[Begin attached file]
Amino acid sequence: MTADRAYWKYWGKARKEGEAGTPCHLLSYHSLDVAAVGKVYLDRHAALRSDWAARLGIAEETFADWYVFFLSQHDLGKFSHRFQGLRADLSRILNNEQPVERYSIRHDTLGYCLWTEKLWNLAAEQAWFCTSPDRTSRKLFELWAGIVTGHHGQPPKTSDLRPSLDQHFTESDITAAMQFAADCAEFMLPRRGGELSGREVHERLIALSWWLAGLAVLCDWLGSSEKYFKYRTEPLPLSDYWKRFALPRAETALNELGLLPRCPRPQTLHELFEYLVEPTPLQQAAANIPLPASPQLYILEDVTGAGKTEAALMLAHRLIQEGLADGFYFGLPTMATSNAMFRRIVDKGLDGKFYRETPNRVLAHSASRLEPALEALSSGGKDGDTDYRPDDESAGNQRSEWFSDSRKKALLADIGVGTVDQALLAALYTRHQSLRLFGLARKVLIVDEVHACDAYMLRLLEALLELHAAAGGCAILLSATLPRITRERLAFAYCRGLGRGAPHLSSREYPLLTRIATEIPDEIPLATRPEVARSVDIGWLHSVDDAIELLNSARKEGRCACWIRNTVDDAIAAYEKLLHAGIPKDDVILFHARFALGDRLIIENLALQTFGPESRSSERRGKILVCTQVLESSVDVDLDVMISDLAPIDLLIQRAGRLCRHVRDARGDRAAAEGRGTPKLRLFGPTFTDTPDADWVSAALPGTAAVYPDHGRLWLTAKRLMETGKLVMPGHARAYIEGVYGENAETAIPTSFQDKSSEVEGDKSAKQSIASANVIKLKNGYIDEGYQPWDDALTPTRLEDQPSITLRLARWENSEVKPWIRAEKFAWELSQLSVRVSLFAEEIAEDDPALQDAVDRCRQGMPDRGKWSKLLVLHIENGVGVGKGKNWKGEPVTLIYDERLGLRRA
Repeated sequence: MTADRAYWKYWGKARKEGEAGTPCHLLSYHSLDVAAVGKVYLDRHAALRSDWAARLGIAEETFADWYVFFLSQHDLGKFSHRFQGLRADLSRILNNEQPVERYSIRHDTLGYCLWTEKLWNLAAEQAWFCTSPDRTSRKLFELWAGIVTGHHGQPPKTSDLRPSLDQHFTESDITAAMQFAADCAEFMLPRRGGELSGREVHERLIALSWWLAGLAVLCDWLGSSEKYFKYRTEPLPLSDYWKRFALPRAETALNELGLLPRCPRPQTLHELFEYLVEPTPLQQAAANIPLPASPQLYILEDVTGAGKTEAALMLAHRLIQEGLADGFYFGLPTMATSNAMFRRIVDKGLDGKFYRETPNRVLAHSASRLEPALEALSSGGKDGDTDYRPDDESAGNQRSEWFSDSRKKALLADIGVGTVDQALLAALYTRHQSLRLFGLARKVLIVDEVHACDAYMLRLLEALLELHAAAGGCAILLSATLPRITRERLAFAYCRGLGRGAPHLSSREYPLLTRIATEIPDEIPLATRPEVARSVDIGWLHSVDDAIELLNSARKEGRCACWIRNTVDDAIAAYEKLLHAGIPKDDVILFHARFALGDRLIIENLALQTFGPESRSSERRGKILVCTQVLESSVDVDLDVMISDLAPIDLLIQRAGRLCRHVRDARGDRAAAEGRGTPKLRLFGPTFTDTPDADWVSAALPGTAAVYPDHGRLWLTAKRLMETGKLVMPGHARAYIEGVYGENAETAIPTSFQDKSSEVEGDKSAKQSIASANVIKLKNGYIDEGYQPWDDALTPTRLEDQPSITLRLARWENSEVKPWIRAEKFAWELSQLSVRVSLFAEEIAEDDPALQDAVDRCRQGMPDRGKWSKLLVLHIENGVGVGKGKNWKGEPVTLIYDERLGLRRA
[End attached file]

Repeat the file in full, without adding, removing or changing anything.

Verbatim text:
Amino acid sequence: MTADRAYWKYWGKARKEGEAGTPCHLLSYHSLDVAAVGKVYLDRHAALRSDWAARLGIAEETFADWYVFFLSQHDLGKFSHRFQGLRADLSRILNNEQPVERYSIRHDTLGYCLWTEKLWNLAAEQAWFCTSPDRTSRKLFELWAGIVTGHHGQPPKTSDLRPSLDQHFTESDITAAMQFAADCAEFMLPRRGGELSGREVHERLIALSWWLAGLAVLCDWLGSSEKYFKYRTEPLPLSDYWKRFALPRAETALNELGLLPRCPRPQTLHELFEYLVEPTPLQQAAANIPLPASPQLYILEDVTGAGKTEAALMLAHRLIQEGLADGFYFGLPTMATSNAMFRRIVDKGLDGKFYRETPNRVLAHSASRLEPALEALSSGGKDGDTDYRPDDESAGNQRSEWFSDSRKKALLADIGVGTVDQALLAALYTRHQSLRLFGLARKVLIVDEVHACDAYMLRLLEALLELHAAAGGCAILLSATLPRITRERLAFAYCRGLGRGAPHLSSREYPLLTRIATEIPDEIPLATRPEVARSVDIGWLHSVDDAIELLNSARKEGRCACWIRNTVDDAIAAYEKLLHAGIPKDDVILFHARFALGDRLIIENLALQTFGPESRSSERRGKILVCTQVLESSVDVDLDVMISDLAPIDLLIQRAGRLCRHVRDARGDRAAAEGRGTPKLRLFGPTFTDTPDADWVSAALPGTAAVYPDHGRLWLTAKRLMETGKLVMPGHARAYIEGVYGENAETAIPTSFQDKSSEVEGDKSAKQSIASANVIKLKNGYIDEGYQPWDDALTPTRLEDQPSITLRLARWENSEVKPWIRAEKFAWELSQLSVRVSLFAEEIAEDDPALQDAVDRCRQGMPDRGKWSKLLVLHIENGVGVGKGKNWKGEPVTLIYDERLGLRRA
Repeated sequence: MTADRAYWKYWGKARKEGEAGTPCHLLSYHSLDVAAVGKVYLDRHAALRSDWAARLGIAEETFADWYVFFLSQHDLGKFSHRFQGLRADLSRILNNEQPVERYSIRHDTLGYCLWTEKLWNLAAEQAWFCTSPDRTSRKLFELWAGIVTGHHGQPPKTSDLRPSLDQHFTESDITAAMQFAADCAEFMLPRRGGELSGREVHERLIALSWWLAGLAVLCDWLGSSEKYFKYRTEPLPLSDYWKRFALPRAETALNELGLLPRCPRPQTLHELFEYLVEPTPLQQAAANIPLPASPQLYILEDVTGAGKTEAALMLAHRLIQEGLADGFYFGLPTMATSNAMFRRIVDKGLDGKFYRETPNRVLAHSASRLEPALEALSSGGKDGDTDYRPDDESAGNQRSEWFSDSRKKALLADIGVGTVDQALLAALYTRHQSLRLFGLARKVLIVDEVHACDAYMLRLLEALLELHAAAGGCAILLSATLPRITRERLAFAYCRGLGRGAPHLSSREYPLLTRIATEIPDEIPLATRPEVARSVDIGWLHSVDDAIELLNSARKEGRCACWIRNTVDDAIAAYEKLLHAGIPKDDVILFHARFALGDRLIIENLALQTFGPESRSSERRGKILVCTQVLESSVDVDLDVMISDLAPIDLLIQRAGRLCRHVRDARGDRAAAEGRGTPKLRLFGPTFTDTPDADWVSAALPGTAAVYPDHGRLWLTAKRLMETGKLVMPGHARAYIEGVYGENAETAIPTSFQDKSSEVEGDKSAKQSIASANVIKLKNGYIDEGYQPWDDALTPTRLEDQPSITLRLARWENSEVKPWIRAEKFAWELSQLSVRVSLFAEEIAEDDPALQDAVDRCRQGMPDRGKWSKLLVLHIENGVGVGKGKNWKGEPVTLIYDERLGLRRA